The Kansas Department of Health and Environment will halt contact tracing for COVID-19 next month, declaring the efforts "futile" amid rising infection rates and declining participation from those infected.
The move, announced Tuesday, is part of an effort to move toward an endemic response to the coronavirus, though it comes at a time when more individuals are being infected than at any point during the pandemic and hospitals report being pushed to the brink.
Contact tracing is paired with case investigation and both serve as core actions in responding to an infectious disease outbreak. A worker determines who an infected individual was near, then notifies those people and informs them to be on the lookout for COVID-19 symptoms.
KDHE Secretary Janet Stanek said the announcement was weeks in the making, as contact tracing has become "very difficult" in a school setting and the population at large, noting "people are being diagnosed by the hundreds."
In recent days, the state has routinely been reporting over 4,000 and even 5,000 COVID-19 cases per day. Jan. 11 saw 5,485 cases announced in Kansas, the highest number since the pandemic began in March of 2020.
Schools will continue contact tracing if possible but will have the option to discontinue the practice. The agency will re-evaluate the move in 30 days.
But KDHE will halt its own contact tracing beginning Feb. 1. For months, the agency has hired its own staff and ramped up its contact tracing and case investigation to help counties that were overwhelmed with cases.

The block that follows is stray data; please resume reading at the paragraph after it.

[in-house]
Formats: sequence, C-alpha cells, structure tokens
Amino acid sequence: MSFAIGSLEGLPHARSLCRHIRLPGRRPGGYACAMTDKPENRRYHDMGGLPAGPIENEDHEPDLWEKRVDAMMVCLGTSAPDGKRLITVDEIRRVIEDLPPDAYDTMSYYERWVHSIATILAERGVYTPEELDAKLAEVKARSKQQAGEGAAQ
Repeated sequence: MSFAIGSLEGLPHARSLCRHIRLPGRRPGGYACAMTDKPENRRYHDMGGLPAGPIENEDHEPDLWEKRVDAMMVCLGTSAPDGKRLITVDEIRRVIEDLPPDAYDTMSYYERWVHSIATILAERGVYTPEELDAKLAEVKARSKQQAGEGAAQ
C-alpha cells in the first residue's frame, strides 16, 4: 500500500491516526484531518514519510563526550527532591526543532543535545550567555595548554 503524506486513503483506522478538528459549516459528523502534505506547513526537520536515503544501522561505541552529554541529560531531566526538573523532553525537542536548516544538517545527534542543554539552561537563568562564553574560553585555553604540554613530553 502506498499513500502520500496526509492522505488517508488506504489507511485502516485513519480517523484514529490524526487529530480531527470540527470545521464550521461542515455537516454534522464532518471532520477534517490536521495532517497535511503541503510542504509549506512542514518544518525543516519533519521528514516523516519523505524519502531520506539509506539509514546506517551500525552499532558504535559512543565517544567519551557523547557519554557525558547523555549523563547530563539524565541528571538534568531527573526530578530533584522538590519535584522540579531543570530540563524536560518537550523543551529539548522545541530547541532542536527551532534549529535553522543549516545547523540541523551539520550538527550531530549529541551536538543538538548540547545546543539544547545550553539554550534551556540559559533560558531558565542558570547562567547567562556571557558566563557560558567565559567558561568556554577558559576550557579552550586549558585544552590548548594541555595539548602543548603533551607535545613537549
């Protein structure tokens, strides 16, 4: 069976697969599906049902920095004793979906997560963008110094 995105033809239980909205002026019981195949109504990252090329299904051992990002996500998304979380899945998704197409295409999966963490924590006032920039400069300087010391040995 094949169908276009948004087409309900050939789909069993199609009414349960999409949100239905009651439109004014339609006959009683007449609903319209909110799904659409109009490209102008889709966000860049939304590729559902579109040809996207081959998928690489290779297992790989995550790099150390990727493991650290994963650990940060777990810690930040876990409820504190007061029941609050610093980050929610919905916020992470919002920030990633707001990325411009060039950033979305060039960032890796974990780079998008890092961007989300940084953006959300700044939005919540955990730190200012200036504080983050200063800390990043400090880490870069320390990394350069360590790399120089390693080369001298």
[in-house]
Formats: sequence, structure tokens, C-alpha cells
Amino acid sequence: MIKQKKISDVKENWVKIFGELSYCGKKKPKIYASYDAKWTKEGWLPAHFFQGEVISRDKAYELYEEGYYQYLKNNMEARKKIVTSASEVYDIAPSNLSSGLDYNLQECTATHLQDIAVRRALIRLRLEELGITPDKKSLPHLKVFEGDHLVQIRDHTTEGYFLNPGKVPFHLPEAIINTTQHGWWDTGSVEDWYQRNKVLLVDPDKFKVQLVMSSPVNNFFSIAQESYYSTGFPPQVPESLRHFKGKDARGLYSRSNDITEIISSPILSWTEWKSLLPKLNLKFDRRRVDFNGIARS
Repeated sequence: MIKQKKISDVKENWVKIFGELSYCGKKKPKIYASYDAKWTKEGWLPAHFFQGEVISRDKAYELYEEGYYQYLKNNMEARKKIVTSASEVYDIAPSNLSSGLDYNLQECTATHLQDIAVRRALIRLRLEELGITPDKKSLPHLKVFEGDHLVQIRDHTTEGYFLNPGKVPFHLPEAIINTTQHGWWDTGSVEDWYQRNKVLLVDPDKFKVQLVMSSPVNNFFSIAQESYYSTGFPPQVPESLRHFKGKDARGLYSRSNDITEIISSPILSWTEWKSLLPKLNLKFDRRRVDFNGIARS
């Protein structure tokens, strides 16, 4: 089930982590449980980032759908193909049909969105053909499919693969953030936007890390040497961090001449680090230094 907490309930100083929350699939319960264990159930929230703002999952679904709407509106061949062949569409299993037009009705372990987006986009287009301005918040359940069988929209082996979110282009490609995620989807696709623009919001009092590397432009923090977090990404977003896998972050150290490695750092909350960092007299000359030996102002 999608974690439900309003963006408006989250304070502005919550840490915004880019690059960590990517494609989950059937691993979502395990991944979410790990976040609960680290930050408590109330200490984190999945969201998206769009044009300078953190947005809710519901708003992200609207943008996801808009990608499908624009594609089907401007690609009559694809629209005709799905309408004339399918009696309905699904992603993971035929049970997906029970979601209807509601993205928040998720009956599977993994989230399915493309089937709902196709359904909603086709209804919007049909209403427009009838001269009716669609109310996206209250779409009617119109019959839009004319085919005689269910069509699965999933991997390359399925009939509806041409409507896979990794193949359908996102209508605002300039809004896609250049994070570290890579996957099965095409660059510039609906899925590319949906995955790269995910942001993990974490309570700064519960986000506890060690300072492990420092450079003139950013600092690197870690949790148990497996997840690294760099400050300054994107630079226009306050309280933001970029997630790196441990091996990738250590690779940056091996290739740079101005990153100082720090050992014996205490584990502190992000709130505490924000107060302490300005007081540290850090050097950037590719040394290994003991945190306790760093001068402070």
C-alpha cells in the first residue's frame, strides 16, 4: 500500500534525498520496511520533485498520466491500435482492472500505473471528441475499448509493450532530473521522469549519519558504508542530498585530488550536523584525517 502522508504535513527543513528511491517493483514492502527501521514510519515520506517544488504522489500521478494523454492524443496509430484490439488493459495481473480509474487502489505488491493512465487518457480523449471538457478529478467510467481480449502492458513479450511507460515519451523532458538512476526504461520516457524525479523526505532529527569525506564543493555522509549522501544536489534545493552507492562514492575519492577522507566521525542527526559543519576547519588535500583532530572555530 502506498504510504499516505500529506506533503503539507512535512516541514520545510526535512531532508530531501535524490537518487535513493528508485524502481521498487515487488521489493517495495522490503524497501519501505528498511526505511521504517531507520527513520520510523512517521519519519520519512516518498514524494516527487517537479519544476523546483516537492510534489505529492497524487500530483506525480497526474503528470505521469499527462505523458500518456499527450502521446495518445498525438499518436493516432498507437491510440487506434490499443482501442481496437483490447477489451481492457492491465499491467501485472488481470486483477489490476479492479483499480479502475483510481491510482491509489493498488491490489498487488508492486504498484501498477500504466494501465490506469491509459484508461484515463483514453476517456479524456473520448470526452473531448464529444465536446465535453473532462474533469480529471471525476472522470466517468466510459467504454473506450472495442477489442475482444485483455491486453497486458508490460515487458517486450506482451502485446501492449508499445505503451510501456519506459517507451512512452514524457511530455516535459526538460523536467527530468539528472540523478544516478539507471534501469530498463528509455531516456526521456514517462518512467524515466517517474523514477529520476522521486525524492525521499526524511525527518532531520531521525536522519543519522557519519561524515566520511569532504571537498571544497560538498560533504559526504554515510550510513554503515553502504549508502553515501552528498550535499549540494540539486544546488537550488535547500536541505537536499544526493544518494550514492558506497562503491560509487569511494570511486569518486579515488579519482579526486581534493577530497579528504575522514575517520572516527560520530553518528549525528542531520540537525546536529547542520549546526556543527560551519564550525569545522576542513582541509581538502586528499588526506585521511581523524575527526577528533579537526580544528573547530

Members of the public, however, have become increasingly reluctant to participate in the voluntary practice, Stanek said.
"We are not finding the public is as willing to share information," Stanek said. "So efforts related to contact tracing end up being a little futile at this point."
The agency's current contact tracing staff will be converted to contact investigators, KDHE said, meaning they will work to inform those who tested positive of their COVID-19 status.
Members of the public, meanwhile, will be asked to notify their own close contacts if they become infected. If an individual works in a congregate setting, such as a school, correctional facility or long-term care facility, KDHE will notify the employer, who will be charged with taking the matter from there.
The move comes as Kansas plans a pivot to a longer-lasting approach to what COVID-19 will look like, expecting the virus to become endemic, or regularly occurring in society.
It was expected contact tracing and case investigation would become less important during that response, though experts initially expected the change would happen over a longer period of time.
Other states, most notably Michigan and New York, have pulled back on contact tracing, citing the latest surge in cases. And Seaman Unified School District 345 said Monday they would also suspend their tracing work.
County health departments would also no longer be required to contact trace, according to Dennis Kriesel, executive director of the Kansas Association of Local Health Departments, something which was cheered by overwhelmed counties.
"No one was keeping up with it so getting the official permission from the state saying there is no expectation to continue contact tracing went over really well," he said. "Everyone was like 'We just can't do it.'"
Andrew Bahl is a senior statehouse reporter for the Topeka Capital-Journal. He can be reached at email@example.com or by phone at 443-979-6100.
This article originally appeared on Topeka Capital-Journal: KDHE to halt contact tracing next month amid COVID-19 surge